More momentum for medicinal cannabis trial

Shadow Attorney-General Lara Giddings says the community push for a trial into medicinal cannabis is getting stronger by the day.

“Despite a closed-minded approach from the State Government, Labor’s prepared to keep fighting on this issue,” Ms Giddings said.

“Petitions have been launched after an overwhelming push for change from the public.

“Brave Tasmanians like Natalie Daley, Jessica Rush and Nicole Cowles have put the issue firmly on the political agenda.

“By sharing their personal stories, the community is quickly becoming aware of the benefits associated with medicinal cannabis.

“Health Minister Michael Ferguson is standing in the way of public opinion on this issue.

“Hopefully the Legislative Council inquiry will further inform the debate and influence the Liberal Government’s rigid opinion.

“In the meantime, I’ll stand with those Tasmanians advocating for a change in policy.

“Medicinal cannabis presents significant health and economic benefits for Tasmania.

“We need a compassionate, common sense approach to the issue.”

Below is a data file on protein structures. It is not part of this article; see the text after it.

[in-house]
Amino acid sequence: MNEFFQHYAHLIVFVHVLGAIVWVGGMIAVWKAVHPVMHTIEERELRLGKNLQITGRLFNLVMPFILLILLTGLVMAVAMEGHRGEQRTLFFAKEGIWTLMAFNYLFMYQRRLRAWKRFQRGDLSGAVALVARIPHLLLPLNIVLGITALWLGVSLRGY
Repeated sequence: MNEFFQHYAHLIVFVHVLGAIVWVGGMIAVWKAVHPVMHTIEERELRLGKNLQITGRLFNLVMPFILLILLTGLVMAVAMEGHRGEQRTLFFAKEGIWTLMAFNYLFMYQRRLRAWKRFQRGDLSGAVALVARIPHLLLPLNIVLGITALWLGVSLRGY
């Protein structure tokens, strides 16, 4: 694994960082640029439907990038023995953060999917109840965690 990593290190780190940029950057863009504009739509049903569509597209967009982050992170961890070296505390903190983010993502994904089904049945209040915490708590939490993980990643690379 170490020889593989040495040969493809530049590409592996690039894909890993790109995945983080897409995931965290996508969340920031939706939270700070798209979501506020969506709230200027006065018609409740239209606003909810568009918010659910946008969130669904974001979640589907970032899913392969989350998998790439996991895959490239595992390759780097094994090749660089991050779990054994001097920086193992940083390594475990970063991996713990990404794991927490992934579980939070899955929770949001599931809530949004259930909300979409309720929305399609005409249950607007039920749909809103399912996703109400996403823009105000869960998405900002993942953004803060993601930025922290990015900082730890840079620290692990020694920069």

Goodwin wasting valuable legal resources

Attorney-General Vanessa Goodwin needs to explain why she is wasting the time and resources of the Sentencing Advisory Council by requesting advice on an issue which she has already made up her mind.

Shadow Attorney-General Lara Giddings said it was sheer arrogance from the Liberal Party to request advice it is likely to ignore on suspended sentences.

“Vanessa Goodwin is determined to scrap the option of suspended sentences, despite expert opinion from across the legal profession to the contrary,” Ms Giddings said.

“I have no confidence the Sentencing Advisory Council won’t simply be ignored should it provide advice that supports suspended sentencing in Tasmania.

“The Liberals should just be honest with Tasmanians and scrap this ridiculous idea that will only succeed in overcrowding the prisons, without making the community safer.”

Vanessa Goodwin suspends reality with sentencing policy